One of the great things for me, one of the reasons why I am as hopeful and optimistic as I am, is that I have seen firsthand that those fears, while understandable, were unfounded. The community that I have always loved is a community that has embraced me and supported me through all of the different parts of my life. One of the reasons why I’m so optimistic and one of the reasons why I’m so passionate about this community is I’ve seen first hand that it is a big-hearted community that has demonstrated that even the smallest places can be big enough for everyone.
MW: You were a 2014 Metro Weekly Next Generation Award winner, you were given a prime speaking slot at the Democratic National Convention, you’ve had a number of big awards or big honors bestowed upon you. If you could pick one of your many accomplishments, which one makes you most proud?
MCBRIDE: The work that I’m most proud of is the work that we did [in Delaware] to pass the Gender Identity Non-Discrimination Act of 2013. When we set out to do that, few people thought it was possible, particularly since we were fighting for both marriage equality and nondiscrimination protections at the same time. But I, along with fellow advocates in Delaware, recognized the urgency of these issues, and recognized that with hard work we could make the impossible possible, and we did in 2013. That’s without question the work I’m proudest of because it’s also the work that very clearly changed things for the better for my neighbors. I’ll bring that commitment to change, that sense of urgency, to all of the issues that I work on as a state senator.
MW: What prompted you to run for political office?
MCBRIDE: A number of different factors led me to decide to run for state senate. The first is that this district, the First District, is the one I was born and raised in. It’s the community that helped shape me into the person that I am, and it’s the community that helped support me and sustain me through some of the most difficult times in my own life.
It’s a great community, and I’ve seen it at its best demonstrating the values of kindness and support and care for one another. I want to make sure that I give back to this community, and help us live up to our values as a state of neighbors.
I’m running for the state senate to make sure that we expand access to health care for more Delawareans, to ensure that more working families are able to access paid family medical leave, to help reform our criminal justice system, and to do so much more to make sure that I’m giving back to this community that has offered me so much throughout my life.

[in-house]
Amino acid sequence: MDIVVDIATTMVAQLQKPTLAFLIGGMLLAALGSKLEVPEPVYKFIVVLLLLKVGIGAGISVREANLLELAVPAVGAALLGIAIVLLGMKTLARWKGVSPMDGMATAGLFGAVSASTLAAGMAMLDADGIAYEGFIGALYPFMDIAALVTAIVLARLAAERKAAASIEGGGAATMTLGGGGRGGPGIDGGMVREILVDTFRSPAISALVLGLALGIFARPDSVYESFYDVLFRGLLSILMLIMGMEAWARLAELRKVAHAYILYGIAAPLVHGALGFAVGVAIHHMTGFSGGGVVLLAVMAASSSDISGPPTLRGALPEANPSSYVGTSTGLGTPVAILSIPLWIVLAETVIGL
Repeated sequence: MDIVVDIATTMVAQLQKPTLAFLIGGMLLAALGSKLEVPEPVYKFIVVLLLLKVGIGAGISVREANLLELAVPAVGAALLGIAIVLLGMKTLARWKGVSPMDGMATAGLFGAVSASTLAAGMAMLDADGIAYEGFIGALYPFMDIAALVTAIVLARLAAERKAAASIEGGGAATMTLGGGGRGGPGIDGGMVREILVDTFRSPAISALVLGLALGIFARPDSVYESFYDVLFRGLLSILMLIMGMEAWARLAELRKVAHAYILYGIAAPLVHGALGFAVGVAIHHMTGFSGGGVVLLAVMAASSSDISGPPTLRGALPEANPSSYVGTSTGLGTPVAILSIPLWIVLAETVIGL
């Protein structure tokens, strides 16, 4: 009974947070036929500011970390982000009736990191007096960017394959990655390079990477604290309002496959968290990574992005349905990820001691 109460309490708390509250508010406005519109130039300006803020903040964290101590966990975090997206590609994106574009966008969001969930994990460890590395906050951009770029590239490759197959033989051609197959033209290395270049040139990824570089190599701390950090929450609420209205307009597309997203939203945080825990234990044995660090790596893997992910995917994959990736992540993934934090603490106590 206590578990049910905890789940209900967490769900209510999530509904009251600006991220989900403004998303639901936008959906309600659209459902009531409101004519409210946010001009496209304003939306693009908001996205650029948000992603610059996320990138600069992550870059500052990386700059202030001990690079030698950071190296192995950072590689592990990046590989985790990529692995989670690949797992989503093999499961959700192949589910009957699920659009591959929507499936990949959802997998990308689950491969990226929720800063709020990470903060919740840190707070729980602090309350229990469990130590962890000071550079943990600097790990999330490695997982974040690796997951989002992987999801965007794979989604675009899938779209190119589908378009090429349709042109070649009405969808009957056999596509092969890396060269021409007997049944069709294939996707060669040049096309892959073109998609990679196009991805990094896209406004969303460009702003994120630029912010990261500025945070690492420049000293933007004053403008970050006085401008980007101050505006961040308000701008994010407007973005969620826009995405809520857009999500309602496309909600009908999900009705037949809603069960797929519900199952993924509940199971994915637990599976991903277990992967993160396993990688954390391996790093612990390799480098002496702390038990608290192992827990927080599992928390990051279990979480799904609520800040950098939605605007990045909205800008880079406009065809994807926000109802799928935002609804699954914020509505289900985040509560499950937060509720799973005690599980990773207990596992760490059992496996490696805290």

Secondly, at the end of the day, this is a critical moment in our politics. One of the things I’ve seen throughout my work in the Human Rights Campaign is that most of the decisions that impact people’s daily lives are made at the state level. State legislatures are where the rubber meets the road when it comes to public policy. And I could no longer fight from the sidelines at this critical moment in our politics. I decided that if I wanted to see a change, as proud as I am of the work that I’ve done, I had to throw my hat in the ring and run for this seat so that I could contribute from the Delaware State Senate.
MW: What specific issues are you going to be focused on during the campaign?
MCBRIDE: At the end of the day, my neighbors are concerned about making sure that we have an economy that works for everyone, they’re concerned about being able to access affordable, comprehensive health care, they’re concerned about having to give up a day’s wages in order to take care of a sick child. They’re concerned about the criminal justice system that doesn’t currently serve everyone equally. They’re concerned about the kitchen table issues that I hear about every single day growing up in the community and every single day now that I’m a candidate running for the state senate. Those are going to be my priorities.
MW: Are there any big-ticket items Delaware voters are talking about that haven’t yet been accomplished?
MCBRIDE: That there’s a whole host of different issues. We’ve seen important progress on criminal justice reform: there’s a package of nearly 20 bills supported by the Attorney General, about 11 of them were passed this session. My hope is that we can continue to move forward and pass the remaining bills, and move beyond that to additional reforms that are still needed.
We’ve seen important progress in expanding access to paid family leave for state employees. I’d like to see us continue on that progress and expand that program to include medical leave and to hopefully expand access to paid family and medical leave to more and more working families. Of course, we’ve seen important progress on expanding access to health care, but I want to make sure we continue to move the ball forward. Particularly when it comes to bringing down premiums and avoiding surprise medical bills for families throughout the state.